KELLY: (laughs) I had input, but it wasn't...true story about that, a fast one. It was two years between the two covers. When I first met KISS for DESTROYER, they were not very rich people and a lifestyle of the rich and famous. They were like me. They were just normal guys hoping that whatever they had here was going to work. I remember that's what I left. When I finished with DESTROYER and went about my artistic way, not to hear from KISS for two years, when I came back and they asked me to do a rough, I did one, but my mental picture of KISS was still a small, back alley band that hit the big time but they were still...and Gene promptly, when I brought the rough into the office, and this is a new office, now, and this is a really fancy office, not like the first office, which was painted black by the fellows, I think. Anyway, they had a lot of money now and I didn't know it. I showed them the cover in a rough form of oil paint and it looked like the guys standing up against a brick wall with a single light above the doorway and it said, “Stage Door” and the light was shining down on the guys and they were leaning up against the wall with their arms crossed and at their feet was a bunch of teenie boppers, scantily clad, loving every minute of it.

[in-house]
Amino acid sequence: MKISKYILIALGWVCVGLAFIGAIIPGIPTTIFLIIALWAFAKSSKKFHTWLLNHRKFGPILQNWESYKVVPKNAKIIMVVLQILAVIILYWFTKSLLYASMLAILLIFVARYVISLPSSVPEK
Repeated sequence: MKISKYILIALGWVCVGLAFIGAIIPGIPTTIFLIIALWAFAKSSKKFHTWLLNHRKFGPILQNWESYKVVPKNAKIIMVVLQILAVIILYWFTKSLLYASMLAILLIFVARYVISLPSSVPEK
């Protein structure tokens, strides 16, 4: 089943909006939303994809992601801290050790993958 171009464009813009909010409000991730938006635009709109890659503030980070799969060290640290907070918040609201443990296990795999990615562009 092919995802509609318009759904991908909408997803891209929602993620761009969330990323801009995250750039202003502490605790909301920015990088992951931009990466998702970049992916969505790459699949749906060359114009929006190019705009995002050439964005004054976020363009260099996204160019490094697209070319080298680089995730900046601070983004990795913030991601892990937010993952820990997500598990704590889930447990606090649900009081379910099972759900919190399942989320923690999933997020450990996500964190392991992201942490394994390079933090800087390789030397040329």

FANTASM: I have seen that.

KELLY: I was so prepared to do that painting that I had done many roughs, little girls and things like that. I have stuff for that painting up the kazoo. But Gene stepped in, and as soon as he saw it, he said, “Ken, we are much bigger than that. We have to have a much more substantial stage, surroundings, coloring, everything has to be just on a much grander scale. And so I went home and I think Gene even mentioned pillars. So I go home and put all that together and I said, “You know something? This has got to be like a Broadway show. These guys are big stuff now. It was an educational learning curve to me because I had no idea these guys had gone and raped the world in a good way. They had taken on a double platinum. DESTROYER went double platinum. I had no idea.